- The Washington Times - Thursday, March 31, 2005

Sometimes you need to be reminded of where you came from to understand where you’re going. The Club for Growth is giving one senator such a reminder today with the launch of an ad campaign designed to send a simple message: Higher taxes are not the answer for Social Security reform.

Sen. Lindsey Graham of South Carolina came to the Senate with a strong record of cutting taxes to support increased freedom and economic growth. But in the debate on Social Security reform, Mr. Graham has suffered a sort of economic amnesia. He is proposing a large tax increase, in the form of raising the income level subject to payroll taxes, in order to finance the transition to personal retirement accounts. Such a tax increase is not only unnecessary, but it would be devastating to our economy.

The president’s proposal to allow younger workers to divert a portion of their payroll taxes to personally owned investment accounts would, temporarily, increase the already impending gap between promised benefits and projected tax revenue. But over time, the power of compounded interest (the greatest power in the world, according to Einstein) will allow ever-greater portions of workers’ retirement benefits to come from their accumulated savings. The government’s obligation will diminish accordingly, the funding shortfall will shrink, and, unlike the current system, a reformed Social Security system would become permanently solvent. The temporary funding of $1 trillion-$3 trillion is a bargain because it wipes out the $11 trillion shortfall of the current system.

The Graham proposal to finance this temporary shortfall with a large tax increase reflects a lack of understanding about the economic and fiscal strength of the United States and our ability to borrow the necessary transition financing without adverse economic effects. The senator also fails to consider that raising taxes will dramatically impede economic growth and add a substantial new burden to middle-class taxpayers.

Recent, strong economic growth, ignited by the 2003 Bush tax cuts, has fueled substantial increases in federal revenue, with receipts estimated to rise by nearly 7 percent a year from 2005 to 2010. The rise in federal receipts, combined with recent efforts by the Bush administration to restrain the growth in federal spending, have strengthened our fiscal situation significantly.

Our annual budget deficits, economically manageable now, are shrinking as a share of the economy. The fiscal 2005 federal deficit came in lower than expected at 3.5 percent of the gross domestic product (GDP), only the 10th largest in the last 25 years. Thanks to a growing economy, deficits are expected to continue declining as a share of GDP to a level well below the 40-year historical average of 2.3 percent by 2010.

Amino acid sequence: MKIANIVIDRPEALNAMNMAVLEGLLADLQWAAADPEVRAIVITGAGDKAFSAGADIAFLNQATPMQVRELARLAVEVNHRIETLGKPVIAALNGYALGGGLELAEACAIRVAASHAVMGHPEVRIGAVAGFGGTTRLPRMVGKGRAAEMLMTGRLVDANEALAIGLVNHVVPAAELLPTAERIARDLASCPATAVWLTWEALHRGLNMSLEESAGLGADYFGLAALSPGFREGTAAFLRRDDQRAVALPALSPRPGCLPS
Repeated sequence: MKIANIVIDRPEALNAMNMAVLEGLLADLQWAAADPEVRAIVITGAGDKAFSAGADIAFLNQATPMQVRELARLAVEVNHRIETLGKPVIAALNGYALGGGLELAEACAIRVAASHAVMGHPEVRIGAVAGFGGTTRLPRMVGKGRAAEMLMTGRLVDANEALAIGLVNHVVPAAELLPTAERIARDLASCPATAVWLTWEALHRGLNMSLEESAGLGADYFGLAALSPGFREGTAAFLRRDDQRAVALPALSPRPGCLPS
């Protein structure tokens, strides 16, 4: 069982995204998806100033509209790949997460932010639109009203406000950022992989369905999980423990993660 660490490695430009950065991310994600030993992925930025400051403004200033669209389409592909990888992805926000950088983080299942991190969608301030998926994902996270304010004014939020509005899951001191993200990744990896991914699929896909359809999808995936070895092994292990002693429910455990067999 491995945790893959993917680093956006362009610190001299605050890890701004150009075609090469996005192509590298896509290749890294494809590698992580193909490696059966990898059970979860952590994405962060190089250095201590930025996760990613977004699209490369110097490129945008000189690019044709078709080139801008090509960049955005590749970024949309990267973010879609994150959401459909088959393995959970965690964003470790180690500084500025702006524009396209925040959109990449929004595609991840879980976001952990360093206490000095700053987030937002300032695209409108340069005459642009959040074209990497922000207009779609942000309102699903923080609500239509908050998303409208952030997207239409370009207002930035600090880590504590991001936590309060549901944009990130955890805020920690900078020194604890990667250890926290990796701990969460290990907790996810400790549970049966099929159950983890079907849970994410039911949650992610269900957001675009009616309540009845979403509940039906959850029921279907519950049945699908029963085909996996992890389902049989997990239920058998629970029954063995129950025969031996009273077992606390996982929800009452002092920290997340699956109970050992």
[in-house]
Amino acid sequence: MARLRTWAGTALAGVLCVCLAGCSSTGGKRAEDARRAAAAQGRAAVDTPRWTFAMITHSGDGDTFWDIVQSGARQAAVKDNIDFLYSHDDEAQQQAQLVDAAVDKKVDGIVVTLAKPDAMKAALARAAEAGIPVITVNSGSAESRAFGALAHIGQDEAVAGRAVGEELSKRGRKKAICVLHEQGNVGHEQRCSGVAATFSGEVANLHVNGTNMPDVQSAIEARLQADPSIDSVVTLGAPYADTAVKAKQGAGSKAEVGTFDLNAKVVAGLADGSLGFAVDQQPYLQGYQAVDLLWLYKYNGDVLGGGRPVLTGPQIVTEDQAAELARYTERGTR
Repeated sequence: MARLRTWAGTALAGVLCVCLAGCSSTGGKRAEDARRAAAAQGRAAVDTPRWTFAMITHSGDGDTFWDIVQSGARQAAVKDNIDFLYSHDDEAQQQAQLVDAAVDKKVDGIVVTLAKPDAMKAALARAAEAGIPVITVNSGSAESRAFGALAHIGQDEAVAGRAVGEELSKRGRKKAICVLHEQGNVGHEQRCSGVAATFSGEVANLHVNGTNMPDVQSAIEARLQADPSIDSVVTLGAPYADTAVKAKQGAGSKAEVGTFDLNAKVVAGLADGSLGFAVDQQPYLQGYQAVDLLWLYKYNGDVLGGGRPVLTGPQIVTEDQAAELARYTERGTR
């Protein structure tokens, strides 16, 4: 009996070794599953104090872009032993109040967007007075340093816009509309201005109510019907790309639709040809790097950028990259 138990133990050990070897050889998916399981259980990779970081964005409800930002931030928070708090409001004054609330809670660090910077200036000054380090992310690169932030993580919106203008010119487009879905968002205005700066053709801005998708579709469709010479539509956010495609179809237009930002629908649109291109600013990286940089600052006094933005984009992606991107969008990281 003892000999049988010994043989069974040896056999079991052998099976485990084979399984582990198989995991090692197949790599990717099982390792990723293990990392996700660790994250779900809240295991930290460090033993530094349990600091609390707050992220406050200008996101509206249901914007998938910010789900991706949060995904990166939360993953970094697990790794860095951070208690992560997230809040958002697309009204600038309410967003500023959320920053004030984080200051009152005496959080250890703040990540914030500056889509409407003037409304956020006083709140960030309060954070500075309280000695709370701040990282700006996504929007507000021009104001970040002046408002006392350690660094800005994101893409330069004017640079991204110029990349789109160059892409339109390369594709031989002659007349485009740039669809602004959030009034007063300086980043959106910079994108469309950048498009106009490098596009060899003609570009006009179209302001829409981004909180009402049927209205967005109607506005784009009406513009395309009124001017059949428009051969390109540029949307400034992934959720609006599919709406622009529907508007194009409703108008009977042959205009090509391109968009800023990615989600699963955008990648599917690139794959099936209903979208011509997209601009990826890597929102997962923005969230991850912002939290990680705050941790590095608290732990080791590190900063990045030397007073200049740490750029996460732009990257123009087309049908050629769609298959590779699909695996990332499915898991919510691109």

Our total federal government debt is also manageable and projected to decline, relative to GDP. Well below its post war high, our debt-to-GDP ratio is already lower than most Western countries and much lower than Japan’s. Historically low U.S. interest rates confirm our capital markets’ capacity to finance significant borrowing.

Clearly, we can afford to borrow the Social Security reform transition shortfall. What we can’t afford is Mr. Graham’s tax increase.

The Graham proposal would raise the cap on income subject to payroll taxes to $150,000, with an additional “surcharge,” i.e. tax, of 2 percent on incomes over $250,000. Tax increases of this kind would do nothing to reform Social Security and would have a devastating impact on our economy and the fiscal progress we’ve made. Analysis by the Heritage Foundation shows that raising the wage cap would result in a direct tax increase of thousands of dollars for 7 million American families.

Mr. Graham’s tax increase would wipe out all the savings from the Bush tax cuts, and then some, for millions of Americans. Workers subject to his proposal would see their marginal-wage tax rate go up by 12.4 percentage points, including both the worker and employer share. Given their current average marginal rate of about 25 percent, this amounts to a whopping 50 percent tax increase. This huge increase in the cost of labor, and its corresponding reduction in the incentive to work, can only lead to fewer jobs and slower economic growth.

We at the Club for Growth are wildly enthusiastic about giving all American workers the opportunity to accumulate wealth through a Social Security program reformed to include personal retirement accounts. But we don’t want an unnecessary, economically devastating, Graham-style tax increase as part of the package.

This week, we began an advertising campaign in South Carolina to remind Mr. Graham of the principles of ownership and economic freedom he’s fought for in the past. Rather than turning his back on those principles by raising taxes, he should embrace them once again by supporting economically and fiscally sound Social Security reform.

The Republican Party became the majority party because of its support for ownership and freedom from oppressive taxes that undermine economic opportunity. As we move forward in the debate on Social Security, Republicans should remember that.

Pat Toomey is the president and CEO of the Club for Growth. He served as a Pennsylvania congressman for three terms (1999-January 2005).

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